The childhood obesity epidemic has led to the rising prevalence of cardiometabolic risks in adolescents. These risks include abdominal obesity, hypertension, dyslipidemia and pre-diabetes, the clustering of which is known as metabolic (or insulin resistance) syndrome. Longitudinal data show that children and adolescents with metabolic syndrome are more likely to develop cardiovascular disease and type-2 diabetes. This is especially worrisome for youth in New Mexico, a culturally diverse state with 44.9% Hispanics and 9.7% American Indians, because obesity disproportionately affects these populations. School-based health centers (SBHCs) offer an important venue to expand healthcare access for adolescents, who are traditionally hard-to- reach. SBHCs provide health services to all students, with a focus on the uninsured and underserved and may be the only point of intervention for low-income and minority youth. The proposed R01 study will build upon significant findings from a NIH/NHLBI funded R21 study that utilized a community-based participatory research approach to develop and pilot-test a SBHC weight management program called Adolescents Committed to Improvement of Nutrition and Physical Activity (ACTION) with two high schools. ACTION was based on the use of motivational interviewing (MI) to support adoption of healthier eating and physical activity behaviors. In this current proposal (ACTION PAC), we propose to collaborate with eight high schools that have SBHCs to evaluate the broader reach and efficacy of using MI-based approaches to prevent and treat overweight/obesity and to decrease the risk of metabolic syndrome development. Specifically, our goals are to 1) prevent the development of overweight and obesity among students with BMI <85th percentile, 2) reduce BMI z score and insulin resistance in students with BMI >=85th percentile, and 3) obtain student and parent feedback on their experience with school-based BMI screening and weight management. To test the efficacy of these MI-based approaches, we will employ a cluster randomized control trial design in which four of the eight high schools will be randomized to an intervention group and the other four high schools will be randomized to a usual care comparison group. 960 participants in the 9th and 10th grades between the ages of 14-17 years will be followed annually for two years (until their 11th and 12th grade, respectively). Analyses will be conducted in a multilevel framework to account for clustering within schools. Baseline and 2nd year comparisons within group and comparison of change between the intervention and comparison groups will be assessed. The collective impact of these research outcomes will advance the field of school-based obesity intervention studies and take a significant step towards identifying sustainable prevention and treatment approaches for adolescent obesity and metabolic syndrome through the use of SBHCs.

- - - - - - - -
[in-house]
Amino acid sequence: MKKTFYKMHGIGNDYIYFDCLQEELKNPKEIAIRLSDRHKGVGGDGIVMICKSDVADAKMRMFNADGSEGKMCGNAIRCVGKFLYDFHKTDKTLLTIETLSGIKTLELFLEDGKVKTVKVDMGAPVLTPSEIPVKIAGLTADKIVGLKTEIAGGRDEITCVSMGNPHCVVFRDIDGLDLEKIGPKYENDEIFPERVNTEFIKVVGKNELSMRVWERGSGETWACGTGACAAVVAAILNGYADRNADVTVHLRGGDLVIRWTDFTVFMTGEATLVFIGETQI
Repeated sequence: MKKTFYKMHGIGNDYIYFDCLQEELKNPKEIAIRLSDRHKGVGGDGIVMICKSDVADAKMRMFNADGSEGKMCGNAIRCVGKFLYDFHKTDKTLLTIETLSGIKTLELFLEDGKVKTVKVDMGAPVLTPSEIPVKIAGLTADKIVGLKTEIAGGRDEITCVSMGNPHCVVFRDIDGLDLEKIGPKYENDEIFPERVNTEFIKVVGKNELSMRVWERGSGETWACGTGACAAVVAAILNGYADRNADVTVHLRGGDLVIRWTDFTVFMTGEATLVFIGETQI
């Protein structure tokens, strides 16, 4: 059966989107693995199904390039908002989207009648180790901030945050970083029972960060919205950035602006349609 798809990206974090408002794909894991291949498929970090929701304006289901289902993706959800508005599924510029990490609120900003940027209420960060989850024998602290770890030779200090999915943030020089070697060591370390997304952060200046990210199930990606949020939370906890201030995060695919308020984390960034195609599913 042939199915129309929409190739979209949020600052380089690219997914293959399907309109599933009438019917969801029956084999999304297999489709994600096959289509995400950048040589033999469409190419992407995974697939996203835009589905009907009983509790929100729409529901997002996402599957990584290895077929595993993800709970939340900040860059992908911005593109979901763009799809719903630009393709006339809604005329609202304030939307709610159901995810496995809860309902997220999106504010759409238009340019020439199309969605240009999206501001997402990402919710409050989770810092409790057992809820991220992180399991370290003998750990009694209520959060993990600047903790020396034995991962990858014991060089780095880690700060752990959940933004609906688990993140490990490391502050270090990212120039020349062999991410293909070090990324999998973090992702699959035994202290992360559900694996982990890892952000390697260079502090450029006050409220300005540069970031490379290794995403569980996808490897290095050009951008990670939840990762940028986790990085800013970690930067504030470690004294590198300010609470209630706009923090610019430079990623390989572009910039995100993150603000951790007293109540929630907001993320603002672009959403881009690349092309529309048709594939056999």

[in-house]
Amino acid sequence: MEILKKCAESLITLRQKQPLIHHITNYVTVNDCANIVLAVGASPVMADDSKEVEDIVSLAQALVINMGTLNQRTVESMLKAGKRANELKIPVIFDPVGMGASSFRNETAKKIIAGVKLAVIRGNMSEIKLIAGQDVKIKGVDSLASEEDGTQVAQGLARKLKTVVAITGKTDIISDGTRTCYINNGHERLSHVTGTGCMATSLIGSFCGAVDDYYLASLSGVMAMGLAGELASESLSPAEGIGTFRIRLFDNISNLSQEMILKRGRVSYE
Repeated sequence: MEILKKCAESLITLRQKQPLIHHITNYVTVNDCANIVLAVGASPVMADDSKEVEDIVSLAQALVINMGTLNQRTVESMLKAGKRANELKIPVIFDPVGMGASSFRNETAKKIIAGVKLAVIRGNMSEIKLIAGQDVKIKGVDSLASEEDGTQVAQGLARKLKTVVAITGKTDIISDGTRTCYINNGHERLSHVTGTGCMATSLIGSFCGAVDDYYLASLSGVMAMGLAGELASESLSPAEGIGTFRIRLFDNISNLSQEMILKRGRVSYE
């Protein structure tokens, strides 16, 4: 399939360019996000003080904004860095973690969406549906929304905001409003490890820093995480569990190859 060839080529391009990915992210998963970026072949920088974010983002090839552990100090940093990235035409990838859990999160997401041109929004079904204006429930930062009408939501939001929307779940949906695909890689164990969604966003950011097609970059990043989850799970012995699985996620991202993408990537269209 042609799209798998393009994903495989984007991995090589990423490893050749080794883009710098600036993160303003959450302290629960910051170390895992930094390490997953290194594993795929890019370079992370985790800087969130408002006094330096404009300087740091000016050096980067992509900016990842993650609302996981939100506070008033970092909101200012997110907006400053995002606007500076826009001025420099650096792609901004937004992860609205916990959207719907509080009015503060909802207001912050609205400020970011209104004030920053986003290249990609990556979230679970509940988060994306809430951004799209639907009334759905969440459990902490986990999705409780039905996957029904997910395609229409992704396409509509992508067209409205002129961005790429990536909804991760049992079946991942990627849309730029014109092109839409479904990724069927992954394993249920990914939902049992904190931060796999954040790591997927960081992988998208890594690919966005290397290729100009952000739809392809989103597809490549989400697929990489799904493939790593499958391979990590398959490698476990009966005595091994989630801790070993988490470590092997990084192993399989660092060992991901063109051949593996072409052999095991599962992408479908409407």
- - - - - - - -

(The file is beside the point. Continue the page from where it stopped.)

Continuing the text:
Healthy People 2020 has set objectives to: 1) increase the proportion of health care providers who regularly assess body mass index (BMI) in their adolescent patients, 2) increase the proportion of health care visits that include counseling related to nutrition, weight and physical activity, 3) reduce the proportion of adolescents who are obese, 4) prevent inappropriate weight gain in youth, 5) improve adolescent diet to include more fruits, vegetable and whole grains and less fats and added sugars, and 6) increase the proportion of adolescents who are physically active. The proposed project, ACTION PAC (Adolescents Committed to Improvement of Nutrition and Physical Activity), will address all of the above objectives by evaluating a method to motivate high school students to eat healthier, be physically active and achieve or maintain a healthy weight. Primary health care providers in school-based health centers will assess adolescents'BMI and work with them to adopt healthier behaviors to prevent access weight gain and assist those who are overweight or obese with weight management.
|Vallabhan, Monique K; Kong, Alberta S; Jimenez, Elizabeth Yakes et al. (2017) Training Primary Care Providers in the Use of Motivational Interviewing for Youth Behavior Change. Res Theory Nurs Pract 31:219-232|